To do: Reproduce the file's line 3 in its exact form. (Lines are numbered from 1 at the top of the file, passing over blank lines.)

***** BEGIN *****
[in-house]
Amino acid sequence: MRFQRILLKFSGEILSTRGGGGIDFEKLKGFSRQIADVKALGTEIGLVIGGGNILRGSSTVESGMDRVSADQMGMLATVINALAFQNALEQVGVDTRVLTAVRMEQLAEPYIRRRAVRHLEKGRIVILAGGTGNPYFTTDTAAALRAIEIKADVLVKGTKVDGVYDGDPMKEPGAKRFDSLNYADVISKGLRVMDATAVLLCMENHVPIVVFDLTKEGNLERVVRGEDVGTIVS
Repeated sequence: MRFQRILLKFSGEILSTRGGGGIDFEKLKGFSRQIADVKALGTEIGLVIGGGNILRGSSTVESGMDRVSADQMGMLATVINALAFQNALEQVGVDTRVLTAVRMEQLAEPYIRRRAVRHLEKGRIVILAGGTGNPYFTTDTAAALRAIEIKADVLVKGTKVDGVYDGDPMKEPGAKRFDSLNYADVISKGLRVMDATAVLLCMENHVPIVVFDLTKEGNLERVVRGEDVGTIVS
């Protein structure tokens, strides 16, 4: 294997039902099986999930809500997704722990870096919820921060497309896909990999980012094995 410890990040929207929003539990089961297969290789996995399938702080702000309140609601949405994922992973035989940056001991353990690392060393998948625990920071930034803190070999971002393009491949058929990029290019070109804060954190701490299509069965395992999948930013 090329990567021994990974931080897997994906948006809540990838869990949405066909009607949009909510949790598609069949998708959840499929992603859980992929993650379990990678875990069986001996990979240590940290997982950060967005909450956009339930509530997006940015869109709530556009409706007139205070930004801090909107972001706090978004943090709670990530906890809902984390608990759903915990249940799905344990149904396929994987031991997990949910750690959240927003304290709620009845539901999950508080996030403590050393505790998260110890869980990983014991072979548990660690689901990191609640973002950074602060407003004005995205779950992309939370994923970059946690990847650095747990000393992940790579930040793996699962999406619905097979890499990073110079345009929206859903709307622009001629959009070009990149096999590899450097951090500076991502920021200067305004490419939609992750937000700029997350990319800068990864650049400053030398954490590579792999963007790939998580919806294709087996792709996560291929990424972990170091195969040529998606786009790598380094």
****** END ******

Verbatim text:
Repeated sequence: MRFQRILLKFSGEILSTRGGGGIDFEKLKGFSRQIADVKALGTEIGLVIGGGNILRGSSTVESGMDRVSADQMGMLATVINALAFQNALEQVGVDTRVLTAVRMEQLAEPYIRRRAVRHLEKGRIVILAGGTGNPYFTTDTAAALRAIEIKADVLVKGTKVDGVYDGDPMKEPGAKRFDSLNYADVISKGLRVMDATAVLLCMENHVPIVVFDLTKEGNLERVVRGEDVGTIVS